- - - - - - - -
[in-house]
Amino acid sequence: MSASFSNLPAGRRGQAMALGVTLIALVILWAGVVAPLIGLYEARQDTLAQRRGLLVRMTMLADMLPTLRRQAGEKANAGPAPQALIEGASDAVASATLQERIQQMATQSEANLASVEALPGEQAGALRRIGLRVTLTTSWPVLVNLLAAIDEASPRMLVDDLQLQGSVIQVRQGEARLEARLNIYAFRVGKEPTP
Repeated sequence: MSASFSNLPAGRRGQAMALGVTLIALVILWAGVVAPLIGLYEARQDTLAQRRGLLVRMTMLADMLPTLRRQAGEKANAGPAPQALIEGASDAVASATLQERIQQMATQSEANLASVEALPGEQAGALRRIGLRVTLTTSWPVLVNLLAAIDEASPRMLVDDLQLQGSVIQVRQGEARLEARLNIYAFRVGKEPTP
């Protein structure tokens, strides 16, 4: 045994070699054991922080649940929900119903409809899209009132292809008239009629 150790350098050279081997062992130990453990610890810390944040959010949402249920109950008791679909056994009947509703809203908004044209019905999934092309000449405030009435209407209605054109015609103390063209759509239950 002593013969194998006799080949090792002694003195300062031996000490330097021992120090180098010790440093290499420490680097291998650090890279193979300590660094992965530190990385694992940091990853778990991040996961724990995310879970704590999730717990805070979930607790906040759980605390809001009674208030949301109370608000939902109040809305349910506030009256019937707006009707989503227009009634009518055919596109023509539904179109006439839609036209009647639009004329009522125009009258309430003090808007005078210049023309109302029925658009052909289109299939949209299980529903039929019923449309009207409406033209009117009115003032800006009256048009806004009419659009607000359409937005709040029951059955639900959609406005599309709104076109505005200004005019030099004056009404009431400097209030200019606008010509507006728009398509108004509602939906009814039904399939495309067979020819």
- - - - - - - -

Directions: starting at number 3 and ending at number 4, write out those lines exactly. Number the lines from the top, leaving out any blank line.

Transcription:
Repeated sequence: MSASFSNLPAGRRGQAMALGVTLIALVILWAGVVAPLIGLYEARQDTLAQRRGLLVRMTMLADMLPTLRRQAGEKANAGPAPQALIEGASDAVASATLQERIQQMATQSEANLASVEALPGEQAGALRRIGLRVTLTTSWPVLVNLLAAIDEASPRMLVDDLQLQGSVIQVRQGEARLEARLNIYAFRVGKEPTP
């Protein structure tokens, strides 16, 4: 045994070699054991922080649940929900119903409809899209009132292809008239009629 150790350098050279081997062992130990453990610890810390944040959010949402249920109950008791679909056994009947509703809203908004044209019905999934092309000449405030009435209407209605054109015609103390063209759509239950 002593013969194998006799080949090792002694003195300062031996000490330097021992120090180098010790440093290499420490680097291998650090890279193979300590660094992965530190990385694992940091990853778990991040996961724990995310879970704590999730717990805070979930607790906040759980605390809001009674208030949301109370608000939902109040809305349910506030009256019937707006009707989503227009009634009518055919596109023509539904179109006439839609036209009647639009004329009522125009009258309430003090808007005078210049023309109302029925658009052909289109299939949209299980529903039929019923449309009207409406033209009117009115003032800006009256048009806004009419659009607000359409937005709040029951059955639900959609406005599309709104076109505005200004005019030099004056009404009431400097209030200019606008010509507006728009398509108004509602939906009814039904399939495309067979020819």